From an article about the drama that ensued after a baby was named after murdered Australian girl Tiahleigh Palmer:

The grandmother of a new baby named after murdered schoolgirl Tiahleigh Palmer insists the name was meant as a tribute to the dead girl.

Tiahleigh’s furious mother Cyndi Uluave unleashed on a young couple whose baby was born last Friday, and named Tiahleigh, claiming it was disrespectful to use the name of her daughter who was killed in 2015.

[…]

‘Who names their baby after a dead girl? This wasn’t their name to use,’ she said.

(In response to “who names their baby after a dead girl”: JonBenet, Rainell, Roni Sue, Sherianne…)

According to Cyndi, she created the unique name “Tiahleigh” by combining the names Tiarna and Lee and then playing around with the spelling.

To see more quotes about names, check out the name quotes category.

Initials that Spell Names

initials that spell names, gus, zoe, eli, seb

In June of 1982, the Toledo Blade ran a short article about two local brothers who “enjoy the distinction of having initials which spell their names.” One was Thomas Owen Matzinger (T.O.M.), the other was James Irvin Matzinger (J.I.M.). Their dad Mike said it was “just as well” that he didn’t have any more kids, because he couldn’t think of any other sets of names to fit the pattern.

My guess is that Mike was joking, because there are several other sets of initials that could work with an M-surname like Matzinger, one of which, T.I.M., is just a letter away from T.O.M.

In fact, there are at least a couple of combinations that would work with every type of surname.

So today, in honor of the Matzingers of Toledo, I’ve come up with a long list of name-spelling initials. They’re sorted by third initial (that is, the first letter of the last name) so you can scroll straight to the set that matches up with your own surname.

Enjoy!

Initials that Spell Names & Nicknames

Surname starts with: Potential full initials (& example combo):
A A.D.A. (Adelaide Diane A.)
A.N.A. (Anastasia Nadine A.)
A.S.A. (Asa Scott A.)
A.V.A. (Ava Virginia A.)
B.E.A. (Beatrix Elaine A.)
E.V.A. (Eva Veronica A.)
G.I.A. (Gia Idonea A.)
I.D.A. (Idabelle Daria A.)
I.N.A. (Ina Nigella A.)
I.R.A. (Ira Ralph A.)
I.S.A. (Isabel Simone A.)
K.I.A. (Kia Ianthe A.)
L.E.A. (Leah Elizabeth A.)
M.I.A. (Mia Imelda A.)
N.I.A. (Nia Ilona A.)
O.D.A. (Odalys Delfina A.)
O.R.A. (Ora Ruth A.)
U.M.A. (Uma Magnolia A.)
U.N.A. (Una Normina A.)
B D.E.B. (Deborah Ethel B.)
J.E.B. (Jeb Evan B.)
L.I.B. (Libbie Ione B.)
R.O.B. (Robert Orville B.)
S.E.B. (Sebastian Everly B.)
S.Y.B. (Sybil Yvette B.)
T.A.B. (Tabitha Araminta B.)
Z.E.B. (Zebulon Ezekiel B.)
C B.E.C. (Becky Eowyn C.)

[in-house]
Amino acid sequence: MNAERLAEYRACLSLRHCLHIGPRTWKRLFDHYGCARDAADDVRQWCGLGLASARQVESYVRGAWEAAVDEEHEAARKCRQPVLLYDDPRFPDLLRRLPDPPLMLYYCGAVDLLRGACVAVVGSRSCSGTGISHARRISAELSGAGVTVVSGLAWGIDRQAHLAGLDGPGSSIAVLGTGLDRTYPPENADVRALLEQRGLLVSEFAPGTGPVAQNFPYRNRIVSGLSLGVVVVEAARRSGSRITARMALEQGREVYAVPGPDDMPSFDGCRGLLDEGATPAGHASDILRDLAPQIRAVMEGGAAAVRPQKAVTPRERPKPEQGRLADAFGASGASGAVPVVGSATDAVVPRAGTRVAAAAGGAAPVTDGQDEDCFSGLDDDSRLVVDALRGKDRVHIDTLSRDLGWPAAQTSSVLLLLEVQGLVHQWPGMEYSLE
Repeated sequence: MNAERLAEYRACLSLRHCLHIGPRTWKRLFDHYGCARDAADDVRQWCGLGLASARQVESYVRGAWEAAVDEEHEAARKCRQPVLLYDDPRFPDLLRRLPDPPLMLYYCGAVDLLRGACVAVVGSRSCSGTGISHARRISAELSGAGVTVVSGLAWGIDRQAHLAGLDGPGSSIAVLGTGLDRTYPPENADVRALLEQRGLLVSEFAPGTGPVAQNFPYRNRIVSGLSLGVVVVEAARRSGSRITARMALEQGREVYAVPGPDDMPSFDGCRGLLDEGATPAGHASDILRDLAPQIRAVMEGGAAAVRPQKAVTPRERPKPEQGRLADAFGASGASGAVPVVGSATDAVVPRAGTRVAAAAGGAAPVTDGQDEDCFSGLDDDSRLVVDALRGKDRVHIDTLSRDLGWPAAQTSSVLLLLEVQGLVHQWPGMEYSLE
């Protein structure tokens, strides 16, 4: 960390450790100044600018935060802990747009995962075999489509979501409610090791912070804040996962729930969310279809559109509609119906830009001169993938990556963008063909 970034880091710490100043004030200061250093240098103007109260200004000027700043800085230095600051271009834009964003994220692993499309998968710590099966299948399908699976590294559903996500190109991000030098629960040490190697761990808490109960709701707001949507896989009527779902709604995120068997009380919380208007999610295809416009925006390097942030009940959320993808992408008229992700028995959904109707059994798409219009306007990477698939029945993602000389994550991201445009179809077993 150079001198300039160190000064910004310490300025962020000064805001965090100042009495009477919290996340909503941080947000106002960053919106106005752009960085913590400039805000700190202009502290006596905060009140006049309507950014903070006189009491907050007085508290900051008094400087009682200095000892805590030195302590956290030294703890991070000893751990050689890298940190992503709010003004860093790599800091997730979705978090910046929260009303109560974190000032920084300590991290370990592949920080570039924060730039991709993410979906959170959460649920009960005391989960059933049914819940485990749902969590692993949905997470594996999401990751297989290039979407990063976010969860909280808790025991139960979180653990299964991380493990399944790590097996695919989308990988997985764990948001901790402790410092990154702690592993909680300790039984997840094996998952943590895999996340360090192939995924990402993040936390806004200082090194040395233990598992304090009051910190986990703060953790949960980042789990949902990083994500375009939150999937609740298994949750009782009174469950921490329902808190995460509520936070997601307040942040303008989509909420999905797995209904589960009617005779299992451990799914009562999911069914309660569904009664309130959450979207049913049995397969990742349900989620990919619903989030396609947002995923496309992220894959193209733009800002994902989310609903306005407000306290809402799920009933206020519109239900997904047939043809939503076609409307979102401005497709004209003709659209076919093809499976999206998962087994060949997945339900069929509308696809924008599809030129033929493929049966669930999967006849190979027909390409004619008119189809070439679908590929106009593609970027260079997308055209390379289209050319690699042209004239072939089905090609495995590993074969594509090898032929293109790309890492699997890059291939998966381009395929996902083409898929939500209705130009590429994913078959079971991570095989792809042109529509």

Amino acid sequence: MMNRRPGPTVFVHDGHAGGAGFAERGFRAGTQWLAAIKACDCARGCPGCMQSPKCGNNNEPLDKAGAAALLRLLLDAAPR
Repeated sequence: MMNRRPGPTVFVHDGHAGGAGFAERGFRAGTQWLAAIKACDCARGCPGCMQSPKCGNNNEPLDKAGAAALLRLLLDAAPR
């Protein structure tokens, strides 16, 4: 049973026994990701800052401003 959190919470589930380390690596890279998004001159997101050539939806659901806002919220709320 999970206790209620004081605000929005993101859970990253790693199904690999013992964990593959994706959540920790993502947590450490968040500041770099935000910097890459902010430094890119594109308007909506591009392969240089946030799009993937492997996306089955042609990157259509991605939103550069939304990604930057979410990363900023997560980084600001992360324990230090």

M.A.C. (Mackenzie Anne C.)
N.I.C. (Nicole Isabelle C.)
V.I.C. (Victor Ivan C.)
Z.A.C. (Zackary Arlo C.)
D J.E.D. (Jedidiah Easton D.)
R.O.D. (Rodney Orrin D.)
T.E.D. (Theodora Eugenia D.)
Z.E.D. (Zedekiah Ezra D.)
E A.B.E. (Abraham Benjamin E.)
A.C.E. (Ace Corbin E.)
E.V.E. (Eve Violet E.)
F.A.E. (Fae Adina E.)
I.K.E. (Isaac Keith E.)
J.O.E. (Joseph Owen E.)
L.E.E. (Lee Ethan E.)
M.A.E. (Maebelle Alice E.)
M.O.E. (Morris Oscar E.)
R.A.E. (Raelene Alicia E.)
S.U.E. (Susan Ursula E.)
Z.O.E. (Zoe Ocean E.)
F A.L.F. (Alfred Leonard F.)
D.U.F. (Duffy Ultan F.)
J.E.F. (Jeffrey Elliott F.)
G M.E.G. (Megan Emiliana G.)
P.E.G. (Peggy Elise G.)
R.E.G. (Reggie Elmo G.)
R.O.G. (Roger Olav G.)
H A.S.H. (Ashton Samuel H.)
I A.B.I. (Abigail Bailey I.)
A.L.I. (Alison Layla I.)
A.M.I. (Ami May I.)
A.R.I. (Ariana Rafaela I.)
A.V.I. (Avi Vincent I.)
E.D.I. (Edith Daisy I.)
E.L.I. (Elijah Logan I.)
E.V.I. (Evie Venetia I.)
J.O.I. (Joi Olivia I.)
K.A.I. (Kai Alexander I.)
O.L.I. (Oliver Lennox I.)
J R.A.J. (Rajesh Ajay J.)
K M.A.K. (Makayla Ashley K.)
O.A.K. (Oakley Atlas K.)
L C.A.L. (Callum Audley L.)
D.E.L. (Delaney Estelle L.)
G.I.L. (Gilbert Ishmael L.)
H.A.L. (Harry Archibald L.)
L.I.L. (Lillian Iva L.)
M.A.L. (Malcolm Angus L.)
M.E.L. (Melanie Eloisa L.)
M.O.L. (Molly Odette L.)
S.A.L. (Sally Angelica L.)
S.O.L. (Solomon Osborn L.)
V.A.L. (Valerie Annette L.)
W.I.L. (Willy Ingo L.)
Z.E.L. (Zelda Erin L.)
M C.A.M. (Cameron Aidan M.)
D.O.M. (Dominic Orson M.)
J.E.M. (Jemima Eleanor M.)
J.I.M. (James Irvin M.)
K.I.M. (Kimberly Imogene M.)
L.E.M. (Lemuel Emerson M.)
P.A.M. (Pamela Alys M.)
R.A.M. (Ramsey Archer M.)
S.A.M. (Samuel Aaron M.)
S.I.M. (Simon Isidore M.)
T.A.M. (Tammy Anita M.)
T.I.M. (Timothy Isaac M.)
T.O.M. (Thomas Owen M.)
N A.N.N. (Annie Nuala N.)
B.E.N. (Benjamin Ellis N.)
C.Y.N. (Cynthia Yelena N.)
D.A.N. (Daniel Avery N.)
D.O.N. (Donovan Oliver N.)
F.I.N. (Finley Ivor N.)
J.A.N. (Janice Andrina N.)
J.O.N. (Jonathan Octavian N.)
K.E.N. (Kenneth Eric N.)
L.E.N. (Leonard Earl N.)
L.Y.N. (Lynnette Yasmin N.)
N.A.N. (Nancy Azalea N.)
R.E.N. (Renato Elian N.)
R.O.N. (Ronald Ormond N.)
V.A.N. (Vanessa Athena N.)
W.I.N. (Winifred Inez N.)
Z.E.N. (Zenobia Evelyn N.)
O F.L.O. (Florence Lily O.)
L.E.O. (Leo Elton O.)
P C.A.P. (Caprice Amity P.)
K.I.P. (Kip Indigo P.)
Q J.A.Q. (Jaquan Anthony Q.)
R.A.Q. (Raquel Alaiah Q.)
R G.A.R. (Gareth Alfie R.)
S C.A.S. (Caspian Atticus S.)
G.U.S. (Gustavo Ulises S.)
J.E.S. (Jessica Esther S.)
L.E.S. (Lester Edward S.)
R.U.S. (Russell Upton S.)
W.E.S. (Wesley Elwood S.)
T A.R.T. (Arthur Roland T.)
C.A.T. (Catherine Aveline T.)
D.O.T. (Dorothy Olive T.)
M.A.T. (Matthew Alastair T.)
N.A.T. (Nathan Arnold T.)
P.A.T. (Patricia Ainsley T.)
U L.O.U. (Louisa Ophelia U.)
P.R.U. (Prudence Rhoda U.)
S.T.U. (Stuart Tucker U.)
T.R.U. (Trudie Rose U.)